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English

Invitation to Terror

Lone Wolves and the Culture of Fear
Frank Furedi

Western culture lives on a diet of fear and panic and offers an invitation to be terrorised.

Western culture appears to feed of a diet of fear and panic and inadvertently offers its enemies and malcontents an invitation to be terrorized. The official reaction on an act of terror is driven by a narrative of fear that invites us to regard terrorism as incomprehensible, senseless and beyond meaning. Why do some – fortunately very few – individuals embark on the path of inflicting mass violence on their fellow citizens? Are they making a political statement or just a claim for recognition? How society responds to an act of terror will determine its impact.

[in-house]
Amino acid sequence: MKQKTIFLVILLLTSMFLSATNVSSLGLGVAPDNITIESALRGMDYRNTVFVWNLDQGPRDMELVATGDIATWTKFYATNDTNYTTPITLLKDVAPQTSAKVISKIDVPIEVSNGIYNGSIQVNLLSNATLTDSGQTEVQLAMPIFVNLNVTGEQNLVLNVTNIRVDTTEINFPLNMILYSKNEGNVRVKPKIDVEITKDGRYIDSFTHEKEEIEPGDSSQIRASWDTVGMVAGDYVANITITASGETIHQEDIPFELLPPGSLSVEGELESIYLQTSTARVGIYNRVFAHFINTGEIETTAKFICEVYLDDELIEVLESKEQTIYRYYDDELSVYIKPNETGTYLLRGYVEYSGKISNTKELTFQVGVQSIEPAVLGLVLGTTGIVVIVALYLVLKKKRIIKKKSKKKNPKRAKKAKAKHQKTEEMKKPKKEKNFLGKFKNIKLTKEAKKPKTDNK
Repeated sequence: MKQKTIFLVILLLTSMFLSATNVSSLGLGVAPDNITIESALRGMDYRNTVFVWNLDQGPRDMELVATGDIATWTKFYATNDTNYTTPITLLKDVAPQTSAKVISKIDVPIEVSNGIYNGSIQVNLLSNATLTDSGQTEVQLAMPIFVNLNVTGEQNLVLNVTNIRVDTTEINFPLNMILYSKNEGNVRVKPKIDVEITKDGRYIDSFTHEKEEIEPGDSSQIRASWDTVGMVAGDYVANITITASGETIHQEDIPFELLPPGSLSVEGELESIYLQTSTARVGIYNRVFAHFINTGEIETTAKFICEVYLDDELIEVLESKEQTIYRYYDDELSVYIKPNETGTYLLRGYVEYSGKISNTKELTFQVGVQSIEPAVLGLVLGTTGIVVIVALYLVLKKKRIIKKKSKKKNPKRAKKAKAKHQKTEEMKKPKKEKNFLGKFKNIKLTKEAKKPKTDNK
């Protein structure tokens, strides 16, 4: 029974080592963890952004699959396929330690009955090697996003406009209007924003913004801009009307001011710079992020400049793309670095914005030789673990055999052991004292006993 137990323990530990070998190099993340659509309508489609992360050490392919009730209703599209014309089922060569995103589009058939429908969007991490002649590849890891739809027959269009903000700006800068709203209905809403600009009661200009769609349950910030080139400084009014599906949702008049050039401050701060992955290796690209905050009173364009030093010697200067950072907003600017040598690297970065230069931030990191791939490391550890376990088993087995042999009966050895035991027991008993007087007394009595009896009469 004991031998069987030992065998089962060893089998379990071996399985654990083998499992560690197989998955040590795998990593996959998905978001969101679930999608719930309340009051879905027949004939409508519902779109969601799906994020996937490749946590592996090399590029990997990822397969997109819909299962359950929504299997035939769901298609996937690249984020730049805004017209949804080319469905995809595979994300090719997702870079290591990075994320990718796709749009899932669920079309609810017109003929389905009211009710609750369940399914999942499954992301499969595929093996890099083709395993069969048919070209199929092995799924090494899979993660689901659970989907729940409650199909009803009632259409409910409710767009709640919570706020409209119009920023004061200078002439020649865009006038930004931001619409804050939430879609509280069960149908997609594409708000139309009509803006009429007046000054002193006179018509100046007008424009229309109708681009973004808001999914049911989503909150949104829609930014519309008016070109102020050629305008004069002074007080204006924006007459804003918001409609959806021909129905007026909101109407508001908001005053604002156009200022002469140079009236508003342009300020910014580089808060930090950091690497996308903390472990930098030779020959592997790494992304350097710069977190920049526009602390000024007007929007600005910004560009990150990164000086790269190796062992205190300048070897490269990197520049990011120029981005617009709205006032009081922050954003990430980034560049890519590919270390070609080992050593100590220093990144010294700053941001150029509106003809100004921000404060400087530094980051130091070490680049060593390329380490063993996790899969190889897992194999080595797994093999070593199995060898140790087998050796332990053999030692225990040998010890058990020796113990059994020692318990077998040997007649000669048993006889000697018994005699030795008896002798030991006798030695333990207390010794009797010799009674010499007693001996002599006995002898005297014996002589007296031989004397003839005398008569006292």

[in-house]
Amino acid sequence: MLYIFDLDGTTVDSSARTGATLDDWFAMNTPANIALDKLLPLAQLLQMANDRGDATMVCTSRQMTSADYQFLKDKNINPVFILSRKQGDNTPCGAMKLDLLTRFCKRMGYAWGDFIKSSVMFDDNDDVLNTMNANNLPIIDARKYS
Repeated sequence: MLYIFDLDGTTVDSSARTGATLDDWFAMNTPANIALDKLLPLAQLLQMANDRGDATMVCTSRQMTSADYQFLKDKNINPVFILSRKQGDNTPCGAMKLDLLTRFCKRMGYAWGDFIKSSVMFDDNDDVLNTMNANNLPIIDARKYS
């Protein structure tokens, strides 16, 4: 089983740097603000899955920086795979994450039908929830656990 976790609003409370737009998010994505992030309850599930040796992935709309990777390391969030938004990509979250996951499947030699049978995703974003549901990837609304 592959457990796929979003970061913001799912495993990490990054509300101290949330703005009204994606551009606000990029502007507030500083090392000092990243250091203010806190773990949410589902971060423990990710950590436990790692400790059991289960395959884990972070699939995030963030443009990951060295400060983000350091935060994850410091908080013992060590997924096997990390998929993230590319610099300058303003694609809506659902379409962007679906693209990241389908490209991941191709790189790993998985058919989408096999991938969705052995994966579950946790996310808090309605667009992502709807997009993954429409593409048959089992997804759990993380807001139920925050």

Frank Furedi is a sociologist and social commentator. He was formerly Professor of Sociology at the University of Kent in Canterbury. His research is oriented towards the study of the workings of precautionary culture and risk aversion in Western societies. In his books he has explored controversies and panics over issues such as health, children, food, new technology and terrorism. He wrote a range of influential books that are also translated into Dutch:  ‘Culture of Fear’ (2002), ‘Where have All the Intellectuals Gone?’(2005), ‘Invitation to Terror: the Expanding Empire of the Unknown’ (2007).

Interesting links
Frank Furedi
Talk How Modern Society deals with Fear
 

Ook in deze serie

Zie ook

Placeholder
Nederlands

                        Ruimte en tijd zijn niet omstandigheden waarin 
                         wij leven, maar manieren waarop wij denken.

Merlin Donald
Brain and Culture
English

For century’s philosophers, scientists and lay people alike have assumed consciousness to be the most distinctive feature of human nature.